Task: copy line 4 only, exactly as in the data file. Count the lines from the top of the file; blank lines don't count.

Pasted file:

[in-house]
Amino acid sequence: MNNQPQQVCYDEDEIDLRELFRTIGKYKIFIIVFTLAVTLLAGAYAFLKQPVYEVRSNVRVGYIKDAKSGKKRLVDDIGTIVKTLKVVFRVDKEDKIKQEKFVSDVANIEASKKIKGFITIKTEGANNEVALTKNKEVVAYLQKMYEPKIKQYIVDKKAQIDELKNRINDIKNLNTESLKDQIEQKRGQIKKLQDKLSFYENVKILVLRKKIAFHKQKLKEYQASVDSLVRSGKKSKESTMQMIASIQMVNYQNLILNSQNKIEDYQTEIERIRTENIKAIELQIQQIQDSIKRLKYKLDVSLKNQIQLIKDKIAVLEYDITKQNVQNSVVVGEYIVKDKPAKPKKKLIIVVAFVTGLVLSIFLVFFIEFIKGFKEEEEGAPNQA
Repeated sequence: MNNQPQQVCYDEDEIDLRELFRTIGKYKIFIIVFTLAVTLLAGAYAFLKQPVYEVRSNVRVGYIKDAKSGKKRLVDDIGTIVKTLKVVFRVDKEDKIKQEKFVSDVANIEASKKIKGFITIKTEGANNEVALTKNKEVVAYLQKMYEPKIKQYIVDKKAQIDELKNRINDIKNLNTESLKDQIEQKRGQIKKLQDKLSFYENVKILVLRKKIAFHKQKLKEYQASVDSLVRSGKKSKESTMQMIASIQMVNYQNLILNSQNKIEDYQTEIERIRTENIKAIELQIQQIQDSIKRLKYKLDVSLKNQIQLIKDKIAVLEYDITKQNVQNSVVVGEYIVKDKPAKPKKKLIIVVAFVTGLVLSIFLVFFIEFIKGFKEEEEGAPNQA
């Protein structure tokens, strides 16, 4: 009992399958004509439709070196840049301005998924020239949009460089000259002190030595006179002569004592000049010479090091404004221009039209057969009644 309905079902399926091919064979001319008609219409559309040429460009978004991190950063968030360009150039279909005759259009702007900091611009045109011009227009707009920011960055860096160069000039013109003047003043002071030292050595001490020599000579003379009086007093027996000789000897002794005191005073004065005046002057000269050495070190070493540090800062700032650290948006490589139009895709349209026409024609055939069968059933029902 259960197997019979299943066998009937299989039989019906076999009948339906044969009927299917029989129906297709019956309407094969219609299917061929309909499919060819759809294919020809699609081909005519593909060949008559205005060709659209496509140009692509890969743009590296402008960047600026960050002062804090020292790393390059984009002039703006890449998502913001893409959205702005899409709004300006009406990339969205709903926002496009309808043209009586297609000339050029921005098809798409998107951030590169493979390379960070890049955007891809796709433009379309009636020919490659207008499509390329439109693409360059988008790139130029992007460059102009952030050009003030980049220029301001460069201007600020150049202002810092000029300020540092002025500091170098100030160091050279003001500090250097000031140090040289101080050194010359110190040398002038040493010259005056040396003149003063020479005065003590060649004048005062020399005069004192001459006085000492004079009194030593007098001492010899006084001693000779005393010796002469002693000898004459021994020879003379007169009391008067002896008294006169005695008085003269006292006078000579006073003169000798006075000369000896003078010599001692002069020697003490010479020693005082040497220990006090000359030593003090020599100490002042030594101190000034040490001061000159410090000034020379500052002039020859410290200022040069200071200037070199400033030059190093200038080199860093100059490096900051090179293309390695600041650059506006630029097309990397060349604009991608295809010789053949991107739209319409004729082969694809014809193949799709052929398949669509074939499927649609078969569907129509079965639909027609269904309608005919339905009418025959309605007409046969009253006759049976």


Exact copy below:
């Protein structure tokens, strides 16, 4: 009992399958004509439709070196840049301005998924020239949009460089000259002190030595006179002569004592000049010479090091404004221009039209057969009644 309905079902399926091919064979001319008609219409559309040429460009978004991190950063968030360009150039279909005759259009702007900091611009045109011009227009707009920011960055860096160069000039013109003047003043002071030292050595001490020599000579003379009086007093027996000789000897002794005191005073004065005046002057000269050495070190070493540090800062700032650290948006490589139009895709349209026409024609055939069968059933029902 259960197997019979299943066998009937299989039989019906076999009948339906044969009927299917029989129906297709019956309407094969219609299917061929309909499919060819759809294919020809699609081909005519593909060949008559205005060709659209496509140009692509890969743009590296402008960047600026960050002062804090020292790393390059984009002039703006890449998502913001893409959205702005899409709004300006009406990339969205709903926002496009309808043209009586297609000339050029921005098809798409998107951030590169493979390379960070890049955007891809796709433009379309009636020919490659207008499509390329439109693409360059988008790139130029992007460059102009952030050009003030980049220029301001460069201007600020150049202002810092000029300020540092002025500091170098100030160091050279003001500090250097000031140090040289101080050194010359110190040398002038040493010259005056040396003149003063020479005065003590060649004048005062020399005069004192001459006085000492004079009194030593007098001492010899006084001693000779005393010796002469002693000898004459021994020879003379007169009391008067002896008294006169005695008085003269006292006078000579006073003169000798006075000369000896003078010599001692002069020697003490010479020693005082040497220990006090000359030593003090020599100490002042030594101190000034040490001061000159410090000034020379500052002039020859410290200022040069200071200037070199400033030059190093200038080199860093100059490096900051090179293309390695600041650059506006630029097309990397060349604009991608295809010789053949991107739209319409004729082969694809014809193949799709052929398949669509074939499927649609078969569907129509079965639909027609269904309608005919339905009418025959309605007409046969009253006759049976």